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News Release

Your First College Assignment: Think About Your Finances

August 06, 2013

CFP Board Consumer Advocate Encourages College Students to Start Planning for the Future

With back-to-school season in full swing, millions of soon-to-be college students are packing their bags, preparing to be on their own for the first time.  As they prepare for a new academic year away from the comforts of home and cope with feelings of anticipation and excitement, they must also be prepared to make a number of significant financial decisions without the help of mom and dad.

Certified Financial Planner Board of Standards (“CFP Board”) Consumer Advocate Eleanor Blayney, CFP® encourages college students to start their college experience on the right financial foot by equipping themselves with the information they need to make smart financial decisions.

“Financial basics are rarely taught in high school,” says Blayney. “Almost everything you know about money you had to learn on your own, glean from your parents, or assume you’d figure it out later—when you actually have some money. But here’s the thing: the best time to start financial planning is when you’re young.”

In the latest installment of CFP Board’s “Let’s Talk Planning” blog and the fourth feature in its “Financial Planning is for Everyone” series, Blayney proposes questions that all college students should be asking:

  • What can I do to build a good foundation for my future earnings and long-term wealth? 
Your focus should be simple: Do as much as you can to enhance your earnings potential, such as choosing a major in a field that you not only love, but is in demand by employers.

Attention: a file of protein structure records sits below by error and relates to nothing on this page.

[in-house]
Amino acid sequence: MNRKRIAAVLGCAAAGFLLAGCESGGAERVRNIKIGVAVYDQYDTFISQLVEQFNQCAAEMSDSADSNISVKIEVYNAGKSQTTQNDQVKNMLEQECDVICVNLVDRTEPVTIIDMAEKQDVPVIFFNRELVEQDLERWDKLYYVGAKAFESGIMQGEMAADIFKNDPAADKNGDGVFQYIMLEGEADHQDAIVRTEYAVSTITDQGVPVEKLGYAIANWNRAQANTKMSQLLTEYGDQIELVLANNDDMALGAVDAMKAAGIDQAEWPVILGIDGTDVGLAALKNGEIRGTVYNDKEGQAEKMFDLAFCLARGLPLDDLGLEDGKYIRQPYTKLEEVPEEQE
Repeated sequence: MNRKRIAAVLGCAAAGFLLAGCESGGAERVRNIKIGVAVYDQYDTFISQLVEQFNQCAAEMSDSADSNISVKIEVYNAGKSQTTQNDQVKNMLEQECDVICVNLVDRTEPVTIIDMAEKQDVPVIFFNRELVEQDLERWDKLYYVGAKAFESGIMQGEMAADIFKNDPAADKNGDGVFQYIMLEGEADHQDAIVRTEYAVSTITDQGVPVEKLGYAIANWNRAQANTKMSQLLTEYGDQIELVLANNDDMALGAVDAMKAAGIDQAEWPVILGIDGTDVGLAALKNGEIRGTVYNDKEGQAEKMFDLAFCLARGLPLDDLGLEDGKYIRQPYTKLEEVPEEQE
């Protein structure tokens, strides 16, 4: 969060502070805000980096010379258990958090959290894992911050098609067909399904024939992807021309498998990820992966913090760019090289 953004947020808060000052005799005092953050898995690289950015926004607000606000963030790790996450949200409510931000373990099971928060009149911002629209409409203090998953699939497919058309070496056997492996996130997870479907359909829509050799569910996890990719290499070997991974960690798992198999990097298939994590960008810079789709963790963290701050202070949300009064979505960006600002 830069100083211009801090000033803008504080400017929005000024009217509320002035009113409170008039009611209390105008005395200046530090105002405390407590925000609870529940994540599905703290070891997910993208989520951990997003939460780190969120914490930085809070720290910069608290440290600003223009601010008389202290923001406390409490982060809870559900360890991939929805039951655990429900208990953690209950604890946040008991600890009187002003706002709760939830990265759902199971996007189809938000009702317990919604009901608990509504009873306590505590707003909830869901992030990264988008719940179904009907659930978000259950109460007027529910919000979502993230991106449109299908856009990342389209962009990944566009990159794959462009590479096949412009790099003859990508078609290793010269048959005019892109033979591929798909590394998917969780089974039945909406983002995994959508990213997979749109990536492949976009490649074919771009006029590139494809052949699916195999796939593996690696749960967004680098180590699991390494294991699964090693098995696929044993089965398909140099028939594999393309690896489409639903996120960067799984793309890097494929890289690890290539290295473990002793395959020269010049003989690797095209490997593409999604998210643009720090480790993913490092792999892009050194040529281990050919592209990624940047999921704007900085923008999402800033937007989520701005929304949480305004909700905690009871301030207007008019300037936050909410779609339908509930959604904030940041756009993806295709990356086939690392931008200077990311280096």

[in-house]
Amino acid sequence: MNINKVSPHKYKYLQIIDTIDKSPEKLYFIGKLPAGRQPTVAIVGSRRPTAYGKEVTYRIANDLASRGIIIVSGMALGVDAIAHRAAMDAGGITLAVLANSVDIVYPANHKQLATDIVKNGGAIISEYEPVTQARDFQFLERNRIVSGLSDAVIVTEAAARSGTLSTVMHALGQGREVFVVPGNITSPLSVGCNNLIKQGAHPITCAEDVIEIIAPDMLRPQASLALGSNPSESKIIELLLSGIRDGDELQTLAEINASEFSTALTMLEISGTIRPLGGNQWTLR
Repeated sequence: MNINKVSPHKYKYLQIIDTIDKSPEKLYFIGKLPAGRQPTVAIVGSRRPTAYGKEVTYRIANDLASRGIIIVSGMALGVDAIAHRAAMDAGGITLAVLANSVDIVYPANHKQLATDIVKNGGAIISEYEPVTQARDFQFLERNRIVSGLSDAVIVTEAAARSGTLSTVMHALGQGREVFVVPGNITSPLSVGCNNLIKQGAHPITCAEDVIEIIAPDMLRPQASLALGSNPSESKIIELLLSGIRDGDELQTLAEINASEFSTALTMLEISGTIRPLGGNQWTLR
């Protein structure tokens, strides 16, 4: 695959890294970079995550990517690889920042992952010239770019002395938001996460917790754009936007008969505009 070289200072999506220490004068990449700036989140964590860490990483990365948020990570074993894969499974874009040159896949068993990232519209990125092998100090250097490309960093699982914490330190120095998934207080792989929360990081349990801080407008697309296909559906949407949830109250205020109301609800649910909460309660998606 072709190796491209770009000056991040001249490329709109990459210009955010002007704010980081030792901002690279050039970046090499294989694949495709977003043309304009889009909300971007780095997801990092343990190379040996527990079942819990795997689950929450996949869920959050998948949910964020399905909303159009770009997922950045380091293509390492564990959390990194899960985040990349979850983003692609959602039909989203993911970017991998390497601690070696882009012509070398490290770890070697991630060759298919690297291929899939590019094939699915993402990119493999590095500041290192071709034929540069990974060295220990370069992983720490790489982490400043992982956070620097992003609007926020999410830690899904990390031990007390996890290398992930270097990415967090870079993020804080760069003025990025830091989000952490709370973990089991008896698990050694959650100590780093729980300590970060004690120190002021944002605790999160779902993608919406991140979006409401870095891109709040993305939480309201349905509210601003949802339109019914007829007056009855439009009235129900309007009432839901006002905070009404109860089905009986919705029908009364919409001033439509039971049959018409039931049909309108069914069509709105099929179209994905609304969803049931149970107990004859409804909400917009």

• How do I manage my debt and build the credit I’ll need once I graduate?
Managing your debt and keeping your credit score healthy is imperative for your post-grad plans. Be as conscientious about paying your bills on time as you are about turning in your assignments. And remember that credit cards are not free money – don’t use them for purchases you otherwise can’t afford.
  • What financial mistakes should I avoid?
Avoid getting in over your head with student loan debt – make sure the total amount of your undergraduate student loans is no more than the typical first-year salary in the field you plan to enter.
  • Where can I go for guidance?
You’ve probably heard that financial advisers focus on older clients with positive net worth and ample investible assets, not young adults.  However, you can often find a qualified CFP® professional who is happy to help. Take those research skills that helped get you into college and use them to find a financial planner who will charge hourly to get you started.  Most CFP® professionals will gladly extend their services to children of their clients.   

“When you are young, you may be money-poor, but you’re rich in time, which is a powerful wealth builder,” says Blayney. “You are also at the point in your life when you are making important choices that will impact your financial situation for decades to come.  Having a plan to guide those choices is like preparing an outline before you write that first college paper: you’ll know where you’re going—and whether you’ve arrived there—more quickly and efficiently than if you guess as you go.”


“Let’s Talk Planning” is a blog by CFP Board Consumer Advocate Eleanor Blayney, CFP®, with posts each week with practical financial planning tips for consumers, as well as insights into the latest developments at CFP Board.  In addition to offering counsel on timely and evergreen financial planning topics, once a month Blayney will remind readers that “financial planning is for everyone,” with tips for consumers of all ages and life stages.